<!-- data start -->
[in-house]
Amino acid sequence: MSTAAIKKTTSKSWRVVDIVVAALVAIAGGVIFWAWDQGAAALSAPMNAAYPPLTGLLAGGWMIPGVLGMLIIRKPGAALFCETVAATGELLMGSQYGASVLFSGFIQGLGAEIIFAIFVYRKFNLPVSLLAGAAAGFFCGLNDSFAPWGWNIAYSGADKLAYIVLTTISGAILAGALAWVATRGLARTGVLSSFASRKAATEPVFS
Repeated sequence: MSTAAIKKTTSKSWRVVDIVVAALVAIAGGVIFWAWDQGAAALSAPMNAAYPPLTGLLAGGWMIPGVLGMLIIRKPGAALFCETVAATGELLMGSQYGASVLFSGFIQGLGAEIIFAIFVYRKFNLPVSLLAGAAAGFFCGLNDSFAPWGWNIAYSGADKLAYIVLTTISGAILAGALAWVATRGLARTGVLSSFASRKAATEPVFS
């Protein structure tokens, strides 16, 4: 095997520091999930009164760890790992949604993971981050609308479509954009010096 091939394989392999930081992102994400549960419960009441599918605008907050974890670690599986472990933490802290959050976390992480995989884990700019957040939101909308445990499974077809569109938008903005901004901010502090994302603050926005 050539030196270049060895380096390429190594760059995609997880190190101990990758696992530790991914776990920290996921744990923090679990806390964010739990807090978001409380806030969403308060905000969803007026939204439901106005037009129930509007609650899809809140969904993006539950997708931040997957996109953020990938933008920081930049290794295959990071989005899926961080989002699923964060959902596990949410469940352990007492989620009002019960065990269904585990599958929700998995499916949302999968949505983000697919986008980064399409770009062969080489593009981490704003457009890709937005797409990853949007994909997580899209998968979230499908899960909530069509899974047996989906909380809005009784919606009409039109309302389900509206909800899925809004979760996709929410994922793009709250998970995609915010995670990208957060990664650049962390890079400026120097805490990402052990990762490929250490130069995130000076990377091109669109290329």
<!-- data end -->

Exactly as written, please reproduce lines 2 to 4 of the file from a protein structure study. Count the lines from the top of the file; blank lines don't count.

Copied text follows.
Amino acid sequence: MSTAAIKKTTSKSWRVVDIVVAALVAIAGGVIFWAWDQGAAALSAPMNAAYPPLTGLLAGGWMIPGVLGMLIIRKPGAALFCETVAATGELLMGSQYGASVLFSGFIQGLGAEIIFAIFVYRKFNLPVSLLAGAAAGFFCGLNDSFAPWGWNIAYSGADKLAYIVLTTISGAILAGALAWVATRGLARTGVLSSFASRKAATEPVFS
Repeated sequence: MSTAAIKKTTSKSWRVVDIVVAALVAIAGGVIFWAWDQGAAALSAPMNAAYPPLTGLLAGGWMIPGVLGMLIIRKPGAALFCETVAATGELLMGSQYGASVLFSGFIQGLGAEIIFAIFVYRKFNLPVSLLAGAAAGFFCGLNDSFAPWGWNIAYSGADKLAYIVLTTISGAILAGALAWVATRGLARTGVLSSFASRKAATEPVFS
């Protein structure tokens, strides 16, 4: 095997520091999930009164760890790992949604993971981050609308479509954009010096 091939394989392999930081992102994400549960419960009441599918605008907050974890670690599986472990933490802290959050976390992480995989884990700019957040939101909308445990499974077809569109938008903005901004901010502090994302603050926005 050539030196270049060895380096390429190594760059995609997880190190101990990758696992530790991914776990920290996921744990923090679990806390964010739990807090978001409380806030969403308060905000969803007026939204439901106005037009129930509007609650899809809140969904993006539950997708931040997957996109953020990938933008920081930049290794295959990071989005899926961080989002699923964060959902596990949410469940352990007492989620009002019960065990269904585990599958929700998995499916949302999968949505983000697919986008980064399409770009062969080489593009981490704003457009890709937005797409990853949007994909997580899209998968979230499908899960909530069509899974047996989906909380809005009784919606009409039109309302389900509206909800899925809004979760996709929410994922793009709250998970995609915010995670990208957060990664650049962390890079400026120097805490990402052990990762490929250490130069995130000076990377091109669109290329």